A study called “The international role of the euro” published by the ECB just came out. The study showed that the currency preferences of the markets are quite stable and only in a limited way influenced by changes in overall financial activity, caused by the global crisis. This is in line with earlier conclusions that the international role of currencies tends to be relatively stable over time. It is however clear that the role of the euro is increasing. In markets that were tracked, like international debt markets, foreign exchange trading and global foreign exchange reserve holdings, the share of the euro increased from one to several percentage points.

Overall trading volume in the foreign exchange market declined quite significantly in 2008. Data from EBS showed that daily average trading volumes declined from USD 226 billion in the first three quarters to 179 billion in the last quarter, a drop of 21%. The report suggests that the drop may have been caused by the lack of trust among dealers in the interbank spot foreign exchange market. Additionally, market participants like hedge funds may have exited the market due to growing risk aversion and increasing costs.

There is also a special focus in the report on the currency choice in the issuance of foreign currency denominated bonds. The interesting conclusion there is that issuers prefer currencies with low nominal interest rates, while possible changes in foreign exchange rates do not have a significant influence on the currency choice.

There is a lot more information and data in the report, and I would suggest any interested readers to browse through it.

Thursday, July 2, 2009

FX alerts on Twitter

You can now also get movements of the major currency pairs delivered to your twitter account. The alerts will be in value terms for intraday movements and in percentage terms for year to date movements. For the year to date movements the alert interval is set at 1%. This means that every time a currency pair on a year to date basis is a percent up or down from the previous alert, you will get notified. For the intraday movements I have set the alert intervals to 0.0025, except for the currency combinations with the JPY and HKD where the interval is currently set to 0.25. The following intervals are now available:

fx_alert_us1: EUR/USD, GBP/USD, USD/CHF, USD/CAD
fx_alert_us2: USD/JPY, AUD/USD, USD/HKD, USD/SGD
fx_alert_eur: EUR/USD, GBP/EUR, EUR/CHF, EUR/JPY
fx_alert_gbp: GBP/USD, GBP/EUR, GBP/CHF, GBP/JPY

The intervals may be a little arbitrary, but we will find out if this leads to too many or too few alerts. I hope you will find the service usefull. Please click on the links to follow.

Wednesday, July 1, 2009

Tracking Euro interest rates

Through you can track calculated values for Euro interest rates for 1,2,3 and 4 years. These rates are calculated from option prices, but follow the yields from government bonds very closely. I have posted an extensive explanation of the methodology here on this blog, both in Dutch and in English. I trust you will find the information useful.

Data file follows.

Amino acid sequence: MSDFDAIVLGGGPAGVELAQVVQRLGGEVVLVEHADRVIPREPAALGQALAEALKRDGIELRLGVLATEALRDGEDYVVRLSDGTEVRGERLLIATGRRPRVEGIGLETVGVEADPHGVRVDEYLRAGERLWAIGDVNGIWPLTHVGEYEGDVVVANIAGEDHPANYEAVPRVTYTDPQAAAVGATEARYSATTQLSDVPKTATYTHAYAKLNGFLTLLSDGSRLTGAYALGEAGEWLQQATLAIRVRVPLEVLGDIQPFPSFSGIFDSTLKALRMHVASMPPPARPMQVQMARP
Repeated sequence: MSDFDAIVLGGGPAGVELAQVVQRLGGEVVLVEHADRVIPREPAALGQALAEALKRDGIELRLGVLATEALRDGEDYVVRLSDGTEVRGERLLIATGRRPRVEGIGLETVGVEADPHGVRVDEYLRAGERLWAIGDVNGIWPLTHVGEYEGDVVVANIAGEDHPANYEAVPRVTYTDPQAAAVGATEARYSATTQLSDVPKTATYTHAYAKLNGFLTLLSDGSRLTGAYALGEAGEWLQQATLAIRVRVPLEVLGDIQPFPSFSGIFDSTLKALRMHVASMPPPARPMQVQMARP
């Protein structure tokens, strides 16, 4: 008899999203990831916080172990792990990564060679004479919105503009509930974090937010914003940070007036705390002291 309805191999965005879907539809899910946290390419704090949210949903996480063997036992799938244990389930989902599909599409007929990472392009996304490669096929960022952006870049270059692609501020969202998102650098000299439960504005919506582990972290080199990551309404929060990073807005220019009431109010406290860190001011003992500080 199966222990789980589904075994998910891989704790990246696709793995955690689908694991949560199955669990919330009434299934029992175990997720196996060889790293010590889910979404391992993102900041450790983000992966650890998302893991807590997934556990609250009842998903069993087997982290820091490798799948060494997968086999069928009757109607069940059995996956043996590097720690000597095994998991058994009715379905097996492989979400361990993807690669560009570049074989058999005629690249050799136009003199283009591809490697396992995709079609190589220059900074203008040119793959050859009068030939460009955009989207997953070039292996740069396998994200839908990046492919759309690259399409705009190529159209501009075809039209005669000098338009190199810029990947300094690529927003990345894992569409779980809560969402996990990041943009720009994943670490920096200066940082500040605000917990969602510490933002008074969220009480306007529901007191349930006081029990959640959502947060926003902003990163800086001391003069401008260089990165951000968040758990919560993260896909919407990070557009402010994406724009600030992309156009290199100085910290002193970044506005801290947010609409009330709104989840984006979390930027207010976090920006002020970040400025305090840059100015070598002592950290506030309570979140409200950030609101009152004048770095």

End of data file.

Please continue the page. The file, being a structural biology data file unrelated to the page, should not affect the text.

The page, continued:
Options as zero coupon bonds

The possibilities investors have with options are almost endless. Almost every view on the markets can be translated in an options strategy where call-options and put-options can be combined in various ways, and the options can be both purchased or sold. Many strategies have wonderful names like butterflies, condors, straddles and strangles, and are extensively described in books and articles. It is however less well known that options can be utilized as an instrument to generate income independently from any movement in underlying rates. The option transforms in a kind of interest instrument, where the investor can decide if he want to be on the paying or receiving end of the strategy. The strategy that I will describe here is essentially the equivalent of a zero coupon bond.

A zero coupon bond is a bond that does not make periodic interest payments, but only pays a certain amount of money, its face value, at a determined date in the future. One payment is followed by one redemption. The initial payment will obviously be lower than the face value and is determined by the required interest rate and the duration of the bond. By taking the actual value of a zero coupon bond, together with the remaining duration and face value, the effective yield to maturity of the bond can be calculated.

Options can also be used to create a cash flow pattern where initially a payment is made and a fixed amount of money is received at the expiration date of the options. This strategy can be set up with any underlying value and any expiration date, but my experience is that it is most efficient with index options on expiration dates with the highest trading volumes. Positions need to be taken with the highest and the lowest available strike prices. The advantage of index options is also that they are usually European style, which means that they cannot be exercised prior to the expiration date. With American style stock options there is always a risk that exercising the option may be efficient and therefore likely. This would obviously disrupt the strategy and influence the outcome.

As an example I use the AEX index options, expiring on December 12th 2012, which are listed on NYSE Euronext in Amsterdam. This exchange is very efficient for investors, with good liquidity and narrow spreads. Although in practice index options are always settled at the expiration date, I will assume in this example that the index is actually a deliverable underlying value. The result of this assumption is the same, but it makes it easier to describe the strategy.